The Nature of Freedom

Posted: March 21, 2011 in Philosophy
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What does it really mean to be existentially free? It cannot mean to do whatever we want, because then even the Judio-Christian God would not be free – even He (or the concept of Him) is limited by logic. For example, He cannot build a cake so heavy that even He cannot lift it and then lift it as well. So, there are always limits to what a person can do. However, this does not mean that our freedom is limited. To explain why this is true we have to distinguish between “power” and “freedom”.

Power, according to Simon de Beauvior is limited; its limits are given by our circumstances. For example, I cannot start flying right now because I don’t have wings. In other word, I don’t have the power to fly right now. We could also, of course, say I am not free to fly right now. However, this sense of the word “free” is not the same as the “free” used by existentialists. According to existentialists “freedom” is to be able to chose between the options available in any given situations. The most that our limited power can do is limit the options available to us. It cannot, however, take away all options. So, no matter what, no matter what the circumstance, man always has a choice. For example, a person in prison does not have the power to swim in the ocean, to go to Starbucks for coffee, or take his dog for a walk. However, we cannot say he is not “free” to do any of the above because those aren’t options available to him. He is still free to choose between the options that are available to him, for example, he can choose between sleeping, starting at the wall, doing push ups and a number of other activities.

The existentialist uses this freedom to hold man responsible for his actions, he holds man accountable for everything he is and everything he has done. However, the existentialist seems to be working under the assumption that the options we have at any give point are transparent to us; after all, an option has to occur to us before we can choose it. This is not always the case, in fact, I will go on a limb here and say, it rarely is. It would have been physically possible for me to join the circus, become a prostitute, open a tea shop instead of coming to college, but none of these options ever occurred to me before I started writing this.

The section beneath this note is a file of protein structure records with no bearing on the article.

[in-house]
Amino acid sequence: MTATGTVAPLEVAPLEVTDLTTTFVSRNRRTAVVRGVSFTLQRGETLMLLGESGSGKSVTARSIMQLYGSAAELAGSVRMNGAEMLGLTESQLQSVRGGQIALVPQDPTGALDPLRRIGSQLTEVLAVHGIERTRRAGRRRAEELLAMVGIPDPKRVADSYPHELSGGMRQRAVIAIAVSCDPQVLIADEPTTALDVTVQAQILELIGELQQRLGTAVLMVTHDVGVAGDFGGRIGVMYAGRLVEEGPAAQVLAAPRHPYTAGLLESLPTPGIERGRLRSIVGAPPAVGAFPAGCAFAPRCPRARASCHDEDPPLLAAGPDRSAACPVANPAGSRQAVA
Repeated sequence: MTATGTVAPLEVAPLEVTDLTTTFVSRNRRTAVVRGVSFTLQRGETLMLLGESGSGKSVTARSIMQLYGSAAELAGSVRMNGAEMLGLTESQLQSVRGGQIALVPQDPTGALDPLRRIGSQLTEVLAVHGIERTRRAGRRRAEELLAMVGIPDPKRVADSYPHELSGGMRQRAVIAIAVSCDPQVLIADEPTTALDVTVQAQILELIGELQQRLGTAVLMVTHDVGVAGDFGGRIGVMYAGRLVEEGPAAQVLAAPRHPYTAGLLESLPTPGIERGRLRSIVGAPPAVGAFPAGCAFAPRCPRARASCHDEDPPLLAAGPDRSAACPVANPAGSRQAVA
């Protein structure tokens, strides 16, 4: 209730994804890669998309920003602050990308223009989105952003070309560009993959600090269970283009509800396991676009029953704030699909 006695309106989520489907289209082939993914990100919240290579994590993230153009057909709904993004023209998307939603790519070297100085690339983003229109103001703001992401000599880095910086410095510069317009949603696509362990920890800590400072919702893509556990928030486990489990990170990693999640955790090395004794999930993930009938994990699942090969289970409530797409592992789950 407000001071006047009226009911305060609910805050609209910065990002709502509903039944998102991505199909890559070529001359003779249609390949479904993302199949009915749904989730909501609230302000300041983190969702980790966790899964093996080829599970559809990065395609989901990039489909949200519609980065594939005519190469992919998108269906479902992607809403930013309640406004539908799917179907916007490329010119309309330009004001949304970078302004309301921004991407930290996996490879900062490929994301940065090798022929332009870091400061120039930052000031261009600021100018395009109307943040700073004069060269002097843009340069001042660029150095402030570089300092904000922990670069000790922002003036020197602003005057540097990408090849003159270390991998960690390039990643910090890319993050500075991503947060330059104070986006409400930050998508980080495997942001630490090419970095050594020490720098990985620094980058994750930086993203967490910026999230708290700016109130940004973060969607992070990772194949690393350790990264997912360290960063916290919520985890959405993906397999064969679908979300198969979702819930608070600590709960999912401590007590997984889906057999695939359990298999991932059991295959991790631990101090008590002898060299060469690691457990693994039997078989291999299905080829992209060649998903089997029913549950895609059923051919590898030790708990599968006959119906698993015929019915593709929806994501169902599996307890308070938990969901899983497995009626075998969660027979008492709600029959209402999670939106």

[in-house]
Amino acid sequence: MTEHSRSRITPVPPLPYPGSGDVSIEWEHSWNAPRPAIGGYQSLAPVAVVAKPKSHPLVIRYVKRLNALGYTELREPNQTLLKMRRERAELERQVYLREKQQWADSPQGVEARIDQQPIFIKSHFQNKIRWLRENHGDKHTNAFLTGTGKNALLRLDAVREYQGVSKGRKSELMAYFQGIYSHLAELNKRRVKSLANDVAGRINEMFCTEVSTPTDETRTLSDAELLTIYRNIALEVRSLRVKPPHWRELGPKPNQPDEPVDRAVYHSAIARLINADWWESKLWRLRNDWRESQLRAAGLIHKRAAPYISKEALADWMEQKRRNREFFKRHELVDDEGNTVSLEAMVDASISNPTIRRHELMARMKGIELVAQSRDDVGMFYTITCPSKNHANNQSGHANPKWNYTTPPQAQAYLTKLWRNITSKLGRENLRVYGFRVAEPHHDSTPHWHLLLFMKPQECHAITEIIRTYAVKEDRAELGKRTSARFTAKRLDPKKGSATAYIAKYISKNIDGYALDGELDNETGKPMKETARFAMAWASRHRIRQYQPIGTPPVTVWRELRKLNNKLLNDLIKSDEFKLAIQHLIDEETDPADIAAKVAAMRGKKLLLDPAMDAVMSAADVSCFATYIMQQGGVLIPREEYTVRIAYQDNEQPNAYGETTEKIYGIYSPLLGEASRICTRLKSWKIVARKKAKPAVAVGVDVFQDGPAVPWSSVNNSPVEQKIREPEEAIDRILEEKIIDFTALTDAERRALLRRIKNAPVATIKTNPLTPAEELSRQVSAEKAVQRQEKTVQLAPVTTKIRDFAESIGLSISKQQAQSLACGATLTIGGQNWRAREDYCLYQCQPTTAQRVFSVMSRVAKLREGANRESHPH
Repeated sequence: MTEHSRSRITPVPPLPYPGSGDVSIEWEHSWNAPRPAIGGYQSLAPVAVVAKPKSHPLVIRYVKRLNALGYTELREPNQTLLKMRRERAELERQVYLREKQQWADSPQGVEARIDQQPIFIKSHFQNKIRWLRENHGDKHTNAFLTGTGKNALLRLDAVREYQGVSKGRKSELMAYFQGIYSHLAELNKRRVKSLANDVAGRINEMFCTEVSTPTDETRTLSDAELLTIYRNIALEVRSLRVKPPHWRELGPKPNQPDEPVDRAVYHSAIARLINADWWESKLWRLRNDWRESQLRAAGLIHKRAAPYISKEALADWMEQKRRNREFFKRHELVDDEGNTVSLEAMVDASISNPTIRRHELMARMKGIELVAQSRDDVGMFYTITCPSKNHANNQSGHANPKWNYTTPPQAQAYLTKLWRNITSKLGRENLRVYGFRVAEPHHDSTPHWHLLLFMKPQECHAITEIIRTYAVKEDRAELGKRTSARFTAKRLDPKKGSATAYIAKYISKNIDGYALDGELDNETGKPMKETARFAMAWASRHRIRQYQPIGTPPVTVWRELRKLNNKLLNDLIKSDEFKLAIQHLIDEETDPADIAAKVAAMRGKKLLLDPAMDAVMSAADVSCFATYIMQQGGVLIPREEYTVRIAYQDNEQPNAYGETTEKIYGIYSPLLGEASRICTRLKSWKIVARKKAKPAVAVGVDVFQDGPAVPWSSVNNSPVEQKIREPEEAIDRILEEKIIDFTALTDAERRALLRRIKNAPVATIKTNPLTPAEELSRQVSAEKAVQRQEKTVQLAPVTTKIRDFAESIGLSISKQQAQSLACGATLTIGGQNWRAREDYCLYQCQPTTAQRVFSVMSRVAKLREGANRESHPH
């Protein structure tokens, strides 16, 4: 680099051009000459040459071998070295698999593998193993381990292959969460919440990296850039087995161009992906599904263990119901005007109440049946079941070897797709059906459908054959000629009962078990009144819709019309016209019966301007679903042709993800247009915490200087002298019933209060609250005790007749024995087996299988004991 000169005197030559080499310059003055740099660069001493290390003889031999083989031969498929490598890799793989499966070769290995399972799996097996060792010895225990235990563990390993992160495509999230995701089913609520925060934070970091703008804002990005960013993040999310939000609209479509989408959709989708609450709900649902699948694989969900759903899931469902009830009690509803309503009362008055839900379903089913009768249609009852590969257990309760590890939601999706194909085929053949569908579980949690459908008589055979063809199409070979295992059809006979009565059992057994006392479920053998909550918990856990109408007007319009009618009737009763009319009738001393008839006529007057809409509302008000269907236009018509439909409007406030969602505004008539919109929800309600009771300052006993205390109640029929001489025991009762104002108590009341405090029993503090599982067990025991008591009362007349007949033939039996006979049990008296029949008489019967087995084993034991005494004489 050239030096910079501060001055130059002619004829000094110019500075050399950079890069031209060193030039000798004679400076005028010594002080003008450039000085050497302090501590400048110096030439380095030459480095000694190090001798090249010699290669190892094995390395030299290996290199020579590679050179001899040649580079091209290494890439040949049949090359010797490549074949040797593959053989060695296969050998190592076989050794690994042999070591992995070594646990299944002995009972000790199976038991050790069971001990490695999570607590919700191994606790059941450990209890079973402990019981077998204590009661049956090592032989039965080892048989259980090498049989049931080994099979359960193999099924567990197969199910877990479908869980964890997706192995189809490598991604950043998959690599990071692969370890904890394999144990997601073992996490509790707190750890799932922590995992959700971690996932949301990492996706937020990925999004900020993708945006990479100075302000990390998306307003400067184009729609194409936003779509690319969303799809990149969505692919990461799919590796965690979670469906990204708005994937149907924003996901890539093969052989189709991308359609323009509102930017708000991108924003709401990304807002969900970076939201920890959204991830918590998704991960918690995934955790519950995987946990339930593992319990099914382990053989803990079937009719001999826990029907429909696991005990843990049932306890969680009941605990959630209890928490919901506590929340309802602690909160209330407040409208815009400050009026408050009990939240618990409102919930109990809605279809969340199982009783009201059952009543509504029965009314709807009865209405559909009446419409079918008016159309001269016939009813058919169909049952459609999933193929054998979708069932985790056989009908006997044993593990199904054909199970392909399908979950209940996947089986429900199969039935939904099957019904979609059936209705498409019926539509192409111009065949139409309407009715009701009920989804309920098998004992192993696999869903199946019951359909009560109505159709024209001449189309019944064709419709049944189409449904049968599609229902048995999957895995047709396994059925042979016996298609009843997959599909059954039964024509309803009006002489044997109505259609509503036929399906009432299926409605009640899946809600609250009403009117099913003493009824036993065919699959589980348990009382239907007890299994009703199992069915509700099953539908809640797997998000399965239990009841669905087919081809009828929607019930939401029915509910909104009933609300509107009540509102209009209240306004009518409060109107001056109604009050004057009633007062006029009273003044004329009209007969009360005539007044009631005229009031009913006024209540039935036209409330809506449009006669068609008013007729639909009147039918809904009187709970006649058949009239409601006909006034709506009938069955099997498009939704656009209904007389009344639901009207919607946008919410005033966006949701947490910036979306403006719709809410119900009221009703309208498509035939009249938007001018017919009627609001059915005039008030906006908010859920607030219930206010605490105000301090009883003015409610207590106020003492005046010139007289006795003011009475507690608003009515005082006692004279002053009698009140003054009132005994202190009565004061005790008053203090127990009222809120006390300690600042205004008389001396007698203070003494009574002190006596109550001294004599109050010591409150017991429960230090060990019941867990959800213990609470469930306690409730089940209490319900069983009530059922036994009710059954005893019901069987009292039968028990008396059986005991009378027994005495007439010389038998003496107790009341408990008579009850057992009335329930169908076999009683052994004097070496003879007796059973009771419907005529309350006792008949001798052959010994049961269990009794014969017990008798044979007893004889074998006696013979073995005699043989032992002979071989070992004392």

Both Sartre and de Beauvior are fond of saying, if all else fails, there is always suicide. However, I do not think suicide is an option most people think they have. I do not mean they think about it and discard it as absurd – I mean they do not think about it at all. Is it then fair to say suicide is an option for them? From a third person perspective, yes, it is physically possible for them to take a gun and shoot themselves; but is it enough for something to be physically possible for it to be a valid option?

One could say if the available options (that one is aware of) seem horrible enough then a person would actively seek out other options, and if other options exist, be eventually lead to them. For example, consider a man with a cowardly disposition. He is in a situation where a woman is about to be shot and he is watching. The woman is a stranger to him and he is frozen to the spot as he watches her being killed. Later his psyhchiatrist tells him there was nothing he could have done and he agrees. After all, he did not have enough time to call the police.